Handicrafts holidays in the Highlands are pleasantly unhurried affairs. Whether you’re printing silk scarves, needle felting or creating wall hangings, everyone is encouraged to work at their own pace. And much of your time will be spent outdoors: working around the fire, wandering the forest, or walking in nearby Glen Affric, considered to be one of the most beautiful glens in Scotland.

“These trips don’t only appeal to people interested in handicrafts,” Rosie affirms. “They’re about getting plenty of fresh air and getting back to nature. We can also offer yoga on our craft retreats to help people unwind physically and mentally.”

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What’s involved in a Scotland traditional handicrafts holiday?

Handicrafts holidays typically run between May and September around Inverness (station pick-ups and drop-offs are provided). Groups of around six to eight on residential courses stay close by, usually in a cosy Highland house with all meals provided using local and homegrown food. Specialist and limited diets can be catered to, and you can expect mostly vegetarian cuisine.

Tutors are sought out not only for their skills but also for their ability to create a light and supportive atmosphere. But you’re bound to learn plenty from the other members of your group, and sharing your own knowledge and experience of other crafts will be very welcome.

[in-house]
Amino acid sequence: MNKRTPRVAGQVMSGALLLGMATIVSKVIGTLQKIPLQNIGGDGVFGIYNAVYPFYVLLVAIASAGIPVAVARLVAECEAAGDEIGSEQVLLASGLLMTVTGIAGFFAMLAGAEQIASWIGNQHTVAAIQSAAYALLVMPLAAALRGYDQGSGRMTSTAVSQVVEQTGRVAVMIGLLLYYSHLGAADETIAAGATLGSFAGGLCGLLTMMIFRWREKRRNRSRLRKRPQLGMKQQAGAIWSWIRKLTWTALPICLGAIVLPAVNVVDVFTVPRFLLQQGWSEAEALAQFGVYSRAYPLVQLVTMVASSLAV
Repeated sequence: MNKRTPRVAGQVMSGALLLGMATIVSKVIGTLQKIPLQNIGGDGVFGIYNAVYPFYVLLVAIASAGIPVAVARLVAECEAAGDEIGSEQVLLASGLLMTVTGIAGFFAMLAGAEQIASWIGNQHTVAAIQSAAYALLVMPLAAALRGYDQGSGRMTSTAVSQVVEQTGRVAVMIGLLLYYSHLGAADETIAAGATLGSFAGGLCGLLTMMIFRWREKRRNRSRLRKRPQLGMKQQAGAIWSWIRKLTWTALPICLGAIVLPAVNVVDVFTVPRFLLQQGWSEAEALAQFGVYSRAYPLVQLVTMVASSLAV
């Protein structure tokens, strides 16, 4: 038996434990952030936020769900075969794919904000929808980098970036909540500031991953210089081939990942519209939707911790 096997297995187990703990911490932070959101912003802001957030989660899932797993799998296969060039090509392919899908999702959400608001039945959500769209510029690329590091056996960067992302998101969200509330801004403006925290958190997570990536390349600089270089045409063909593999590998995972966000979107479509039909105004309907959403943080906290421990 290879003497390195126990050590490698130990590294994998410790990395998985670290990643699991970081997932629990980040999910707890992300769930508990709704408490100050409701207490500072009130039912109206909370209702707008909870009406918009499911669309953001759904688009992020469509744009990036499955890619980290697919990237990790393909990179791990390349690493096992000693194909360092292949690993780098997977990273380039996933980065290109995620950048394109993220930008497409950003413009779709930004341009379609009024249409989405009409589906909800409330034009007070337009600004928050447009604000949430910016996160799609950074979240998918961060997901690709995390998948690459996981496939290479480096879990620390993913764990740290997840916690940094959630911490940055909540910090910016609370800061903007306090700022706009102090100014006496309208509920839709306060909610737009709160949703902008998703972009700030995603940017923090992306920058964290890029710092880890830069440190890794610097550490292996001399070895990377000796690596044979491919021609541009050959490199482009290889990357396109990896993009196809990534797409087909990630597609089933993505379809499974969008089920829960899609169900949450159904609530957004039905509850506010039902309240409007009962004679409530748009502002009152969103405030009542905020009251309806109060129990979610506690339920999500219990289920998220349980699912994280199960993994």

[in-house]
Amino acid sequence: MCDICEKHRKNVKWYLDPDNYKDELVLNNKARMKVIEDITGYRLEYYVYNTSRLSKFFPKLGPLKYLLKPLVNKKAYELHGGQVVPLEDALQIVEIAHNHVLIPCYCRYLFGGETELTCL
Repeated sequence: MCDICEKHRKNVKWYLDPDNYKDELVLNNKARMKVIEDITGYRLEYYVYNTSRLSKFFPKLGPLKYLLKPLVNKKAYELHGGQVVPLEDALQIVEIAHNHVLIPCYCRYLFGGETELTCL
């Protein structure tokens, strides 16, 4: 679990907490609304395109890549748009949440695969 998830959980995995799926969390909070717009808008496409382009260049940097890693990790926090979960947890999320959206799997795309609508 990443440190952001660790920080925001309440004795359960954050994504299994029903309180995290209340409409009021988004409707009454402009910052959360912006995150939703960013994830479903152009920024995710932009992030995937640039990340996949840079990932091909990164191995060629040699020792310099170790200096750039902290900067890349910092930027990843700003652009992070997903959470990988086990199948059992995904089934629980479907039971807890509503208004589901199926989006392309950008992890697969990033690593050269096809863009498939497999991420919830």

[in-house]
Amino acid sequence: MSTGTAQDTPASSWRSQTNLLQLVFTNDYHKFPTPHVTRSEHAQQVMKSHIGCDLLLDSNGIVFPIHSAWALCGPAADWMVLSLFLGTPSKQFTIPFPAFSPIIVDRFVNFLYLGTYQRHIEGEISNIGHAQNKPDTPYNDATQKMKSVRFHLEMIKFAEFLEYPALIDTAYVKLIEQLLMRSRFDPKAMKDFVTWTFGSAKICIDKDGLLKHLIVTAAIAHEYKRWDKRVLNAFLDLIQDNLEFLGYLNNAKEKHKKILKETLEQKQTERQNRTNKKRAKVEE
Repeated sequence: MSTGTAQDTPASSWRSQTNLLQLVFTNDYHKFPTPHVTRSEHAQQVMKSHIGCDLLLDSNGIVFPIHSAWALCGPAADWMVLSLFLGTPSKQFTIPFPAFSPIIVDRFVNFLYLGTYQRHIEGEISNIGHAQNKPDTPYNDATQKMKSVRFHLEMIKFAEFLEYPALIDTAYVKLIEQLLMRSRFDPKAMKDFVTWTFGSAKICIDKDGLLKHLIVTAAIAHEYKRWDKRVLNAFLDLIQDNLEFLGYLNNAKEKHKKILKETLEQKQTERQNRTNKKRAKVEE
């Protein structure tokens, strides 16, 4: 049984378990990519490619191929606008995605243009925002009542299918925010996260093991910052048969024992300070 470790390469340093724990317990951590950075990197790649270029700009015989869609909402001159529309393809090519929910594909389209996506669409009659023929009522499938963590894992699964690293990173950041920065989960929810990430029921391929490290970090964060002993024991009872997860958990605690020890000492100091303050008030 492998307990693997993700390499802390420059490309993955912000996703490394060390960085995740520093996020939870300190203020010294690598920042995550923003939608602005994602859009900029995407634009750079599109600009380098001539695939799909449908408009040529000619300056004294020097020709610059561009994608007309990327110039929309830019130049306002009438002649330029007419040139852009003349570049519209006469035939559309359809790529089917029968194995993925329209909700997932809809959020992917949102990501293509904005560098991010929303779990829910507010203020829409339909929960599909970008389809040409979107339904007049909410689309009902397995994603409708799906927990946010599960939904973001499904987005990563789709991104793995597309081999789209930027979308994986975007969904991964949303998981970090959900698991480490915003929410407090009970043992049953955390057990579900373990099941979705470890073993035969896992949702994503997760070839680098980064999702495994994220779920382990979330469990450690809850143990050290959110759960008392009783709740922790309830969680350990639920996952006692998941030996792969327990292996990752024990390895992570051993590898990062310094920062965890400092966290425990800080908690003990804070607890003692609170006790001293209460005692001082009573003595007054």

Between projects, or even while you’re at work, you might explore Glen Affric or the majestic Plodda Falls and learn about traditional Highland culture through stories and music shared by your hosts and tutors. Kathy Lovatt visited with Responsible Travel in 2016, and said: “In the evenings we learned some of the songs women used to sing while working. It was a full circle of fleece to felt, enriched by hearing about the old crofting way of life.”

Handicrafts holidays on Skye

The Isle of Skye, in the Inner Hebrides, is another magnificent destination for traditional crafts holidays in Scotland. Here over the course of nine days or so, you can explore the island’s history and cultural heritage, along with its rich traditions in craftsmanship, especially around textiles. Your days will be filled with interesting activities and excursions designed to forge connections with local makers and artisans, helping you to develop your own knowledge and abilities.

You might learn how to dye yarn with local plants, how to weave with wool using bicycle-powered looms, how to make your own buttons, and how to knit traditional fisherman’s ganseys. In addition, you’ll discover crafting culture, and stories of Skye that have been passed down generations with one of the island’s preeminent storytellers.

Traditional crafts holidays on Skye benefit from itineraries crafted by operators that have put a huge amount of effort into developing relationships with local suppliers and artisans. They also provide opportunities to admire Skye’s renowned marine wildlife from dolphins to whales, and its whisky distilling heritage.
Written by Rob Perkins
Photo credits: [Page banner: Julian Mora] [Intro: © Wild Rose Escapes] [Unique souvenirs: © Wild Rose Escapes] [What’s involved in a Scotland traditional handicrafts holiday?: © Wild Rose Escapes]